Misvalued Code Target
The CMS is applying a 0.77% across-the-board reduction to all physician fee schedule services as a result of a new law that requires the agency to achieve savings through its misvalued code initiative. For 2016, a 1% savings is required through services identified by the agency as misvalued. As the CMS achieved a 0.23% net reduction on targeted services, the law requires this 0.77% across-the-board cut.
Prostate Biopsy Reimbursement Change
In 2015, the CMS redefined G0416 to report all prostate biopsy pathology services and requested revaluation information from the American Medical Association/Specialty Society Relative Value Scale Update Committee (RUC) process. For the 2016 fee schedule, the CMS accepted the RUC's recommendations for the direct practice expense inputs for G0416, which will result in a reduction in the technical component of no more than 19% for 2016.
The CMS will review changes to the professional component as part of its 2017 rulemaking. The agency, however, received comments suggesting that the typical number of blocks used in these services can be significantly lower than what is assumed in the RUC recommendations. The CMS is seeking evidence of the typical batch and block size used in furnishing this service.
Please note that the technical component (TC) valuation is independent of the professional component (PC) valuation, except for the allocation of indirect costs, which is a relatively small component. The sum of the two components will provide for the total change in the global service payment.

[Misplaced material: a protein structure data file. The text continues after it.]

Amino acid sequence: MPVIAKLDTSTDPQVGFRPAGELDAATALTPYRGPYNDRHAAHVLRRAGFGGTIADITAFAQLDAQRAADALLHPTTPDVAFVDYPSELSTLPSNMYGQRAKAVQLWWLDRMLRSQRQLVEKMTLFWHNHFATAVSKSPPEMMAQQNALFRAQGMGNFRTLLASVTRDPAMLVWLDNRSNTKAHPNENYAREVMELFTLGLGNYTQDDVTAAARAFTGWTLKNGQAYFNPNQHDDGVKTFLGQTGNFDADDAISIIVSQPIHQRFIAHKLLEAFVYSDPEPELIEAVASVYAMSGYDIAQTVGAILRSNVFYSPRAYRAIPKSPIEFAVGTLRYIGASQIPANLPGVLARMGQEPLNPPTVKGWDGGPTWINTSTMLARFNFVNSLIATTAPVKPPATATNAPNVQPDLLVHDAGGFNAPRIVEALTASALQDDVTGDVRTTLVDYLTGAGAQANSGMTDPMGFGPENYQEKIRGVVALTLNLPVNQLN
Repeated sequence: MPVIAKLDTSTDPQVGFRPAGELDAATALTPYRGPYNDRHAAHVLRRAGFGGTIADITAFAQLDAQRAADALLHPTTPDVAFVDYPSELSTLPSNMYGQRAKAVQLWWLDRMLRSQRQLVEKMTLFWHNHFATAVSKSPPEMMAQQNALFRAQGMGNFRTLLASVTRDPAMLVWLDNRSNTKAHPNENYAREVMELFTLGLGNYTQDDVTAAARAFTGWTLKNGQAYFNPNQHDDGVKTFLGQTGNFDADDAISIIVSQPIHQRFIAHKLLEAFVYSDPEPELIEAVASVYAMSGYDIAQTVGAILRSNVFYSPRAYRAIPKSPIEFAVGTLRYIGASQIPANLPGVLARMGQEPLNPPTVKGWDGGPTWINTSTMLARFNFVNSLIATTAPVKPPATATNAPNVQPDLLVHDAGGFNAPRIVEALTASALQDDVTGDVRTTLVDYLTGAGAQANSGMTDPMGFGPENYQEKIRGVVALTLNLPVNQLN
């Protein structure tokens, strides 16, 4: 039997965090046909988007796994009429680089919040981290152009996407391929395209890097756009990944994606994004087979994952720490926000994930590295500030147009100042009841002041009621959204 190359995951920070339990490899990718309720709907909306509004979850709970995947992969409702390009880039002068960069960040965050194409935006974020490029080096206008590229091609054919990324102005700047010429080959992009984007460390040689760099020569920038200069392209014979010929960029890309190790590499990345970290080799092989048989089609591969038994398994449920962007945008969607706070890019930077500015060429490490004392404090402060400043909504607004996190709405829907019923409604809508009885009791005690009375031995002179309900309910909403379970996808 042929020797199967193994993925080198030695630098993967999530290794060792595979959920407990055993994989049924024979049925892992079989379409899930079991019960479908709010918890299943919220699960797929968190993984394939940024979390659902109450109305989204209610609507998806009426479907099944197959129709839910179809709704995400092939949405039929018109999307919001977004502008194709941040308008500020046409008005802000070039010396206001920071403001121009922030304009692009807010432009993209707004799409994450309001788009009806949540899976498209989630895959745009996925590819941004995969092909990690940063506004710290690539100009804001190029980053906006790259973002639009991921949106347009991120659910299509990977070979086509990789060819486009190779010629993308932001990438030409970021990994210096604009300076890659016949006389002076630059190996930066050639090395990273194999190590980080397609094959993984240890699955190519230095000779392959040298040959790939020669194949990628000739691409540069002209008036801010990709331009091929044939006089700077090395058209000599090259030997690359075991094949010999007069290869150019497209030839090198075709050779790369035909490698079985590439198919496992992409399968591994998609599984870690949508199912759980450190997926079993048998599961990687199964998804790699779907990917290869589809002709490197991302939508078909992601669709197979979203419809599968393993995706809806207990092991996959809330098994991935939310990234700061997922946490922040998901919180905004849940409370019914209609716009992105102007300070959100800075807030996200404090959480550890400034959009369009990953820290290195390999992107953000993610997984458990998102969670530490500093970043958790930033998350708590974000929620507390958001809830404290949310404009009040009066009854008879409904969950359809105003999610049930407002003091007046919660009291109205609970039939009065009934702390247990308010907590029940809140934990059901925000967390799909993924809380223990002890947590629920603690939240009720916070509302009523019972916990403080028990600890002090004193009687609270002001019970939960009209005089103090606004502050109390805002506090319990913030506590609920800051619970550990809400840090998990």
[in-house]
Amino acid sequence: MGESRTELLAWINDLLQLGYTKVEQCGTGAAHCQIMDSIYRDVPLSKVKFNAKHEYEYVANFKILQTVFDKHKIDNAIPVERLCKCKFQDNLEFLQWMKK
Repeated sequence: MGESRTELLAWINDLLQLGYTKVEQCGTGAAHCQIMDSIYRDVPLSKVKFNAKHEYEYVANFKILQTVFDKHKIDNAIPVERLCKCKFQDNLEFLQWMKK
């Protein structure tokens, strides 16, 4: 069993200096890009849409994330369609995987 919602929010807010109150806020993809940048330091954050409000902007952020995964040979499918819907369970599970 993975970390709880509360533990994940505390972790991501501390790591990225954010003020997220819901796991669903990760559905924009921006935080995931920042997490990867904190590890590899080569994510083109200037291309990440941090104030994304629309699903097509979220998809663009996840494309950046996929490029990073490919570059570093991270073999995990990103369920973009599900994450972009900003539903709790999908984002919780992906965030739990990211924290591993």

CAP Advocates to Mitigate Cuts to IHC, Other Pathology Services
The CAP provided its formal comments on the 2016 proposed fee schedule in a letter to the CMS on September 4. While the CAP urged the CMS to finalize and implement the RUC's recommendations included in the proposal, the CAP called for additional changes to appropriately reimburse pathologists for patient services under Medicare's fee schedule. Read the CAP's comment letter on the proposed 2016 fee schedule.
For 2015, the CMS had discounted the add-on services for immunohistochemistry and in situ hybridization services from the original RUC recommended work RVUs by 40%, based on flawed assumptions. For 2016, the CMS increased the physician work values for the add-on codes, but included a 24% discount from the base code for the add-on services. While this change represents increased values, the CAP maintains that these reductions should not be taken for the add-on services. The CAP has stated it does not agree with these arbitrary calculations and urged the agency to accept the RUC recommendations that relied on survey data.